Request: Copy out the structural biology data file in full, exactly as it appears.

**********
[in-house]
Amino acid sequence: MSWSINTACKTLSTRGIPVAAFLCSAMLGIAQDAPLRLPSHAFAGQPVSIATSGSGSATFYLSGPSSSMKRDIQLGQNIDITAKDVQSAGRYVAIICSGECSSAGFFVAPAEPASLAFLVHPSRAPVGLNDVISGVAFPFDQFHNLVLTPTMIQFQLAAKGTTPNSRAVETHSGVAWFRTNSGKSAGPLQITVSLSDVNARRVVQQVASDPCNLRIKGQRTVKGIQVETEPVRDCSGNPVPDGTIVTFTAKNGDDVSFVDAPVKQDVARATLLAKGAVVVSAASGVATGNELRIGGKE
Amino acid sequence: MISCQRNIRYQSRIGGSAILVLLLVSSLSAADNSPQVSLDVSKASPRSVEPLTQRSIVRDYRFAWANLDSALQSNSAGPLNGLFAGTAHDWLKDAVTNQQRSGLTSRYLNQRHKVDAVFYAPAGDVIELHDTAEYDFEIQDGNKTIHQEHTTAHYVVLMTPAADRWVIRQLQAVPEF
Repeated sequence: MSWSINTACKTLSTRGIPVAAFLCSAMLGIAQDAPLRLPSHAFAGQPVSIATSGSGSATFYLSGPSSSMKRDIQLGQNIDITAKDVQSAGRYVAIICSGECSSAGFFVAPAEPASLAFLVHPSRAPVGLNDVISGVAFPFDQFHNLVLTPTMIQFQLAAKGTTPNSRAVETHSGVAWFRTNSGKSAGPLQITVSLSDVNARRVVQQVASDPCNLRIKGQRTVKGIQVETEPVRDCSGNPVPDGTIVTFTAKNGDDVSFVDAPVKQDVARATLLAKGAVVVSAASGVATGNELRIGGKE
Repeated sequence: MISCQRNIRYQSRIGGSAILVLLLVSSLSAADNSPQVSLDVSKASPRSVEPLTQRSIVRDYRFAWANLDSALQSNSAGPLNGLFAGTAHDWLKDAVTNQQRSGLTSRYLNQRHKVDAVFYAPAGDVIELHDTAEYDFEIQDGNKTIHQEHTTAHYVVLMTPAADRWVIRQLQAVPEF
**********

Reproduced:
[in-house]
Amino acid sequence: MSWSINTACKTLSTRGIPVAAFLCSAMLGIAQDAPLRLPSHAFAGQPVSIATSGSGSATFYLSGPSSSMKRDIQLGQNIDITAKDVQSAGRYVAIICSGECSSAGFFVAPAEPASLAFLVHPSRAPVGLNDVISGVAFPFDQFHNLVLTPTMIQFQLAAKGTTPNSRAVETHSGVAWFRTNSGKSAGPLQITVSLSDVNARRVVQQVASDPCNLRIKGQRTVKGIQVETEPVRDCSGNPVPDGTIVTFTAKNGDDVSFVDAPVKQDVARATLLAKGAVVVSAASGVATGNELRIGGKE
Amino acid sequence: MISCQRNIRYQSRIGGSAILVLLLVSSLSAADNSPQVSLDVSKASPRSVEPLTQRSIVRDYRFAWANLDSALQSNSAGPLNGLFAGTAHDWLKDAVTNQQRSGLTSRYLNQRHKVDAVFYAPAGDVIELHDTAEYDFEIQDGNKTIHQEHTTAHYVVLMTPAADRWVIRQLQAVPEF
Repeated sequence: MSWSINTACKTLSTRGIPVAAFLCSAMLGIAQDAPLRLPSHAFAGQPVSIATSGSGSATFYLSGPSSSMKRDIQLGQNIDITAKDVQSAGRYVAIICSGECSSAGFFVAPAEPASLAFLVHPSRAPVGLNDVISGVAFPFDQFHNLVLTPTMIQFQLAAKGTTPNSRAVETHSGVAWFRTNSGKSAGPLQITVSLSDVNARRVVQQVASDPCNLRIKGQRTVKGIQVETEPVRDCSGNPVPDGTIVTFTAKNGDDVSFVDAPVKQDVARATLLAKGAVVVSAASGVATGNELRIGGKE
Repeated sequence: MISCQRNIRYQSRIGGSAILVLLLVSSLSAADNSPQVSLDVSKASPRSVEPLTQRSIVRDYRFAWANLDSALQSNSAGPLNGLFAGTAHDWLKDAVTNQQRSGLTSRYLNQRHKVDAVFYAPAGDVIELHDTAEYDFEIQDGNKTIHQEHTTAHYVVLMTPAADRWVIRQLQAVPEF